Pixar’s Turning Red is the studio’s latest film that explores the awkward yet exaggerated journey of adolescence. It tells the story of a 13-year-old Chinese-Canadian teen who turns into a giant red panda when they’re overcome with emotion. The coming-of-age movie tackles parent-child relationships, teen angst, intergenerational trauma, and changing bodies. The catch: the protagonist is a cisgender girl going through puberty. As a result, it’s been criticized as being “inappropriate,” “too mature,” and not family-friendly (Chron, ABC News). But the reaction to the film’s portrayal of menstruation is not shocking. Period stigma mars this natural process with sentiments of disgust, fear, and shame to the point where people who menstruate are ostracized or pushed into “period poverty.” As “a metaphor for the big changes that we go through in life,” the film confronts a topic most feel is too taboo to discuss.
• Donate to menstrual equity organizations like #HappyPeriod, The Period Pantry, No More Secrets MBS, and Flo Code.
• Donate period products to local organizations dedicated to menstrual health, provide them to homeless shelters in your area or directly to unhoused people that might need menstrual products, or host a period product drive yourself.
• Demand your state officials back local legislation and the Menstrual Equity for All Act, which would make menstrual products accessible and affordable to all menstruators.
• Start talking openly and inclusively about menstruation with family members, members of your communities, and schools to break the stigma.
Most people menstruate. Despite being a natural bodily function that occurs in more than 800 million people globally, menstruation is often discussed in hush tones and euphemisms like “Aunt Flo,” “the curse,” or “that time of the month” (Global Citizen). This mindset reinforces the idea that periods are a shameful problem that has to be concealed. This secrecy further amplifies period stigma by limiting the health education resources available and barring discussions on the menstrual cycle. It also perpetuates period poverty, the “social, economic, political, and cultural barriers to menstrual products, education, and sanitation” (Medical News Today). As a result, people who menstruate are left uninformed regarding their health, miss school or work due to lacking menstrual products, are temporarily shunned from their community, and sometimes die from their periods (Verywell Mind, Flo Health).
At its core, misogyny plays a significant role in period stigma and the shame shrouding menstruation across society. Periods are mischaracterized as an exclusively woman’s issue, ignoring that not all women have periods and not all people with periods are women (Self). Failing to acknowledge this trivializes trans men’s identities and alienates trans women and other cisgender people who don’t menstruate. It also absolves those that don’t fit the narrative, particularly cisgender men, of any responsibility in ending period poverty and the pink tax, which is when gender-based pricing on products designed for women are upcharge compared to the identical male equivalent (Healthline). They get to cite willful ignorance while still influencing how menstruating people are viewed and holding a political majority that could ensure menstrual justice (The Guardian).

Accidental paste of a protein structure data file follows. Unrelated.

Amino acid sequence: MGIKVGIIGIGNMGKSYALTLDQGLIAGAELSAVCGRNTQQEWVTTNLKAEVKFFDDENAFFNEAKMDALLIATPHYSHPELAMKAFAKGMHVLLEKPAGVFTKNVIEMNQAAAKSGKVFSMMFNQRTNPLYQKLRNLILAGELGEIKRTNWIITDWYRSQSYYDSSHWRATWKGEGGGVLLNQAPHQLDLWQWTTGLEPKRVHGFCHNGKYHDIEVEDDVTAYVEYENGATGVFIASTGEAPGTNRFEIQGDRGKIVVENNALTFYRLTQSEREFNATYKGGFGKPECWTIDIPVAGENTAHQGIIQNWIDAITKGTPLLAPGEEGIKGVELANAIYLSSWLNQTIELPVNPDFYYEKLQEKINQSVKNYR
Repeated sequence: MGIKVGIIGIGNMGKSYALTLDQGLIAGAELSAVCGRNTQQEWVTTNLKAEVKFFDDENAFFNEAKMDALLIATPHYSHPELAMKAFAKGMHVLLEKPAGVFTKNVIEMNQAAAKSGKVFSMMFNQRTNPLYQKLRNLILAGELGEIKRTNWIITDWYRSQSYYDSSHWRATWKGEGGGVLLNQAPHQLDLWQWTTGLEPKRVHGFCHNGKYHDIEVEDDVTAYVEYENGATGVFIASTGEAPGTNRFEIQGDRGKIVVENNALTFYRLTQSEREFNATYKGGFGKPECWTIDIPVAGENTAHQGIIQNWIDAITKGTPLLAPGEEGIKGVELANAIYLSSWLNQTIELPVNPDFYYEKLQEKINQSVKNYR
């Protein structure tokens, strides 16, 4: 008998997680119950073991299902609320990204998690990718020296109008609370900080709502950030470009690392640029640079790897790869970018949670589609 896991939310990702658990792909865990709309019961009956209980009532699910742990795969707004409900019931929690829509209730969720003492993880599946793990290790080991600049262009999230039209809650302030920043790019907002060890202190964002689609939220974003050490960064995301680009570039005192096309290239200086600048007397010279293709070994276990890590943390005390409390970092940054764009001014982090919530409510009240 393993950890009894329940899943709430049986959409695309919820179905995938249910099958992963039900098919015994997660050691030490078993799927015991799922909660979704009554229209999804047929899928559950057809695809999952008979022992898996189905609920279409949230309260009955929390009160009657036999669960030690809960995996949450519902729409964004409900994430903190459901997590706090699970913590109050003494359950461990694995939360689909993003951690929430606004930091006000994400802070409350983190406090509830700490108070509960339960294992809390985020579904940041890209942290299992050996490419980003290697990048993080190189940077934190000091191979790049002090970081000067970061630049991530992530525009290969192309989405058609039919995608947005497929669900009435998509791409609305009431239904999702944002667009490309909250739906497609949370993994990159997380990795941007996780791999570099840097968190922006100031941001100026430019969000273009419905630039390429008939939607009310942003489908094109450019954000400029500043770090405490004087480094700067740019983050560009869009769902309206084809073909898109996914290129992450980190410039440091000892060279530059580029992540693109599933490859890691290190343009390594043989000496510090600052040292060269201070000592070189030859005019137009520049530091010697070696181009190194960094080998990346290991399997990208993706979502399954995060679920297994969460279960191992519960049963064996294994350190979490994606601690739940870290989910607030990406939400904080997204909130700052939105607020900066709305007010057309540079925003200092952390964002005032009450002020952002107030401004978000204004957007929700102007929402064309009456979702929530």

Some religious traditions viewed menstruation as spiritual “polluting” (VICE). But intense shame around menstruation continues even in secular society. For example, some Jewish religions forbid physical contact between married couples if the wife is menstruating. “Purity” is restored seven days later after a ritual bath (VICE). Other faith-based restrictions include being prevented from prayer and entry into a mosque since “bleeding defiles the state of ‘purity’ required for these acts of worship.” Or being banished from the home and community during menses due to a misconception that those who bleed are “unclean” and bring “bad luck” (Global Citizen). The result is isolation, humiliation, and false perceptions of periods that can have dire effects on one’s health.
Almost two-thirds of low-income women in the U.S. couldn’t afford menstrual products in the last year, while nearly half sometimes had to choose between buying food or menstrual products (Reuters). One in five girls and young women have been bullied about their periods (The Guardian). Of those targeted, about 67% said the abuse occurred in school, and 66% said they had missed classes because of their period.
Period stigma forces people who menstruate to advocate for their humanity in a system built to ignore and vilify them. In order to destigmatize periods and dispel harmful taboos, we must talk openly about periods with everyone, not only those who menstruate. We must welcome conversations and stories like Turning Red that don’t sensationalize or stigmatize but instead normalize the process of getting a period for the first time. During a time when pseudo concerns for kid safety spiels anti-trans rhetoric at trans youth, it’s vital to be unapologetic about our bodies.
• Period stigma is global and stems from a lack of education and discussion around menstrual health.
• Misconceptions about periods shame menstruators into thinking they are unclean, forcing them into isolation and period poverty.
• Menstrual justice isn’t an issue just for people who menstruate.